Dinner at Eight (1933)

+++ Millicent Jordan is excited. She has landed a big catch for her next dinner invitation: a genuine British aristocrat and his wife. Now all she needs to do is to invite a number of people from her social circle to the same dinner, so that she can show off her prize guests. The small guest list comes together in bits and pieces. Dr Talbot and his wife, friends of the Jordans. Carlotta, a famous, ageing actress who is an old friend of Mr Jordan. Ernest, the fiancé of the Jordans’ daughter. Dan Packard, a newly-rich man Mr Jordan needs to impress. Kitty, Packard’s trophy wife. And finally Larry Renault, a washed-up former silent-movie star – because Mrs Jordan insists on evening out the numbers of male and female dinner guests.

What the Jordans do not realise is that many of their guests are actually connected to each other through overlapping relationships or interests. And as the date and time of the dinner draws closer, and as Millicent is trying to regain control as a flood of minor catastrophes threatens the success of her dinner, the film presents us a series of loosely connected scenes in which we witness the drama and the tragedy in the life of each of the guests. +++

I had never seen this George Cukor classic, even though I had the DVD lying around for years. And I must say this film is absolutely outstanding. The cast is very well chosen, and some of the performances are magnificent. But what intrigues me most is this interesting concept of working towards a dinner we are not going to witness, while almost exclusively presenting us those loosely connected scenes in the days and hours leading up to it – scenes which almost exclusively feature only two of the core characters at a time. This could very easily lead to a very disjointed story, or a very disorienting viewing experience. But the opposite is the case. And this might be the film’s greatest achievement. Somehow Cukor and his editor Ben Lewis managed to knit these pieces together into a whole that feels greater than the sum of its parts.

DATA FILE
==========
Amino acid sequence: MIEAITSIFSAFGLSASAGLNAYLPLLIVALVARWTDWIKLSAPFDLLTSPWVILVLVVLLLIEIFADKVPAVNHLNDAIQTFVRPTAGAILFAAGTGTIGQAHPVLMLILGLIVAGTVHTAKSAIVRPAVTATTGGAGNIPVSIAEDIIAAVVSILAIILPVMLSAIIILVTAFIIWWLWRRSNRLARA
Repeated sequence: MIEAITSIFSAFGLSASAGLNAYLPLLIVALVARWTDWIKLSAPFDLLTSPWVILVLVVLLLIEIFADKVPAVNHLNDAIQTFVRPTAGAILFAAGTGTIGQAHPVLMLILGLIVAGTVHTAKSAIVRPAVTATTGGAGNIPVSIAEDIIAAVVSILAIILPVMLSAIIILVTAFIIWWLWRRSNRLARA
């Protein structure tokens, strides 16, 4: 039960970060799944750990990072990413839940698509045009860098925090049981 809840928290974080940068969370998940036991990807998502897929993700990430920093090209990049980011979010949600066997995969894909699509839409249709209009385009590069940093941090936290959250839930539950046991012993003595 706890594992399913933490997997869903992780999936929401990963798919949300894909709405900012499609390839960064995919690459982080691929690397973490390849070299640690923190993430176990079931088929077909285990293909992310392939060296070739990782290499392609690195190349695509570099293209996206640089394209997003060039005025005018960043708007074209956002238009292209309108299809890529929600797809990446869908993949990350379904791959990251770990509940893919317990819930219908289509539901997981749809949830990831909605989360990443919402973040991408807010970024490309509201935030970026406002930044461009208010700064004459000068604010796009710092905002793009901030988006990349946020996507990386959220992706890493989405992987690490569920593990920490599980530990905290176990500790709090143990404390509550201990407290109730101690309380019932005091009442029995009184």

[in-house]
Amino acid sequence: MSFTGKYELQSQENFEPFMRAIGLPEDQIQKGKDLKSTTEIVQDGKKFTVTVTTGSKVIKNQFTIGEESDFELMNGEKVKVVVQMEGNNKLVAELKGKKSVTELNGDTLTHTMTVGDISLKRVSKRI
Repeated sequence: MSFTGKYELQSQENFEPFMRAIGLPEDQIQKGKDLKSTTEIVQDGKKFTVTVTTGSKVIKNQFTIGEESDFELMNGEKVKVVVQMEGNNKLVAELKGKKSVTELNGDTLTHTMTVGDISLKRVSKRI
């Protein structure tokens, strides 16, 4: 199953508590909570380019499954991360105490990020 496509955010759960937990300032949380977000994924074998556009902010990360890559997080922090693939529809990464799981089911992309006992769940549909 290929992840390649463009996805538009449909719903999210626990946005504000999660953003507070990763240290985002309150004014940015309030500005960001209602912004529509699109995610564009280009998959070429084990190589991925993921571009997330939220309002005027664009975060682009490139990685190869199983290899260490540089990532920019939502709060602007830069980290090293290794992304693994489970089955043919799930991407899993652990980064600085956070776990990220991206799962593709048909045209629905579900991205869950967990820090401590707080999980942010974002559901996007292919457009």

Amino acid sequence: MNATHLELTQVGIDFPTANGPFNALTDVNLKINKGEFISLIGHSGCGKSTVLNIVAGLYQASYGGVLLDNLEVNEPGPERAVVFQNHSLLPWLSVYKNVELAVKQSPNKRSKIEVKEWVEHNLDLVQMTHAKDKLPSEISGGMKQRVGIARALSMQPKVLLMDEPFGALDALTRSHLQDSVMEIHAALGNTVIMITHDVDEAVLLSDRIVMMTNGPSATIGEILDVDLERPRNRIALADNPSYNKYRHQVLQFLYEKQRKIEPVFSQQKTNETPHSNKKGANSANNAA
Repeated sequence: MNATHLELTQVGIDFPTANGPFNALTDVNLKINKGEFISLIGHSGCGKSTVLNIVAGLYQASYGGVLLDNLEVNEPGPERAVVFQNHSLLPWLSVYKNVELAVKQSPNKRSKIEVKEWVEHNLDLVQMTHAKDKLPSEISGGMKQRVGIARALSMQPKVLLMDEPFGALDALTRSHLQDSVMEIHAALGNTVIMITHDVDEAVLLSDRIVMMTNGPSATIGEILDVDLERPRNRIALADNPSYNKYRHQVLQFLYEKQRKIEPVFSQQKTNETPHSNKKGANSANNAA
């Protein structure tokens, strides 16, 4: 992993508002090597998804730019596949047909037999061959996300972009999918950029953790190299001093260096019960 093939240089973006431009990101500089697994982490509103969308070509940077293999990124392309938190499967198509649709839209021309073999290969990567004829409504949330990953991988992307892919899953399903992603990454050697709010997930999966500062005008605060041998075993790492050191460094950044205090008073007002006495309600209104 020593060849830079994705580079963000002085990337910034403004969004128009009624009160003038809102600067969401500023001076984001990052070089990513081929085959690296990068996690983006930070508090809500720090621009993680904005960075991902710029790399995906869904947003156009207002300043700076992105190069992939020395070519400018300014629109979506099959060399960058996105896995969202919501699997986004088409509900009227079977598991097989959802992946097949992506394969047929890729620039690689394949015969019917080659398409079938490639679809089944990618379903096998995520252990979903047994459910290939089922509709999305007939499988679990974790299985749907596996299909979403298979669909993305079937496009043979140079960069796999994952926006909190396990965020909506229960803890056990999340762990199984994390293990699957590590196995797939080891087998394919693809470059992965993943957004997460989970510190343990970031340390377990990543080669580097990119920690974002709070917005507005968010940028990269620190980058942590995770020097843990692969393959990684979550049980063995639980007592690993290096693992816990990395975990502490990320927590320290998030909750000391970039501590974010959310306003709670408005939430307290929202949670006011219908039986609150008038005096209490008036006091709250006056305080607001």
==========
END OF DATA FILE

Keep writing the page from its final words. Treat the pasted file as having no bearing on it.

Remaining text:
The core cast is slightly larger than you might normally see in a film, but not excessively large by any means. And the fact that all these characters get their own scenes and backstory means that the film can easily absorb this slightly larger number of characters.
All these core characters belong to the upper ranks of society, or are at least adjacent to them. But staying in these elevated positions is a constant struggle for some, as they all have their own issues and troubles that threaten their social standing. These troubles can be professional or financial, or they can be relationship troubles. But a lot of additional stress is caused by the fact that all the while they all have to save face and keep up appearances.

And here the other genius element of this film comes into play. While it is a social satire, or a merciless social study, and while it is full of personal drama and tragedy, this film manages to keep a comical tone almost throughout and to keep things on the light side. There is no tonal clash here, no dissonance, despite the huge chasm between the tragedy and the comedy in this film.

Again, this is thanks to the talents of the people involved, Cukor and Lewis. But I can’t judge how much we should also credit the writers of the original stage play, George S. Kaufman and Edna Ferber, as well as Frances Marion and Herman J. Mankiewicz who adapted the screenplay.
It would be interesting to know how all those two-character vignettes worked on stage (if they existed) – at least the stage does not seem the ideal medium to jump from character to character over a course of days and hours.

While the creatives behind this film did a great job holding the tonal balance, the other big element of this film’s success is the outstanding cast. Lionel Barrymore and Billie Burke excel as the Jordans, as do Wallace Beery as Mr Packard and Marie Dressler as the aged Carlotta. Jean Harlow is an absolute force of nature as Kitty Packard; and there is, of course, John Barrymore, who – according to Cukor – forged his tragic character (the washed-up actor Renault) based on his and his relatives’ experiences in the business.
The list goes on: Madge Evans, Phillips Holmes, Edmund Lowe, Karen Morley, Louise Closser Hale, Grant Mitchell, Hilda Vaughn, Lee Tracy, May Robson, and Jean Hersholt.

I’ve rarely seen a film that seems to come so close to perfection. And the combination of comedy and heartbreak is impressive to witness. Dinner at Eight should be a fixture on any “recommended viewing” lists of classic films.

Rating: 8.5 to 9.0 out of 10

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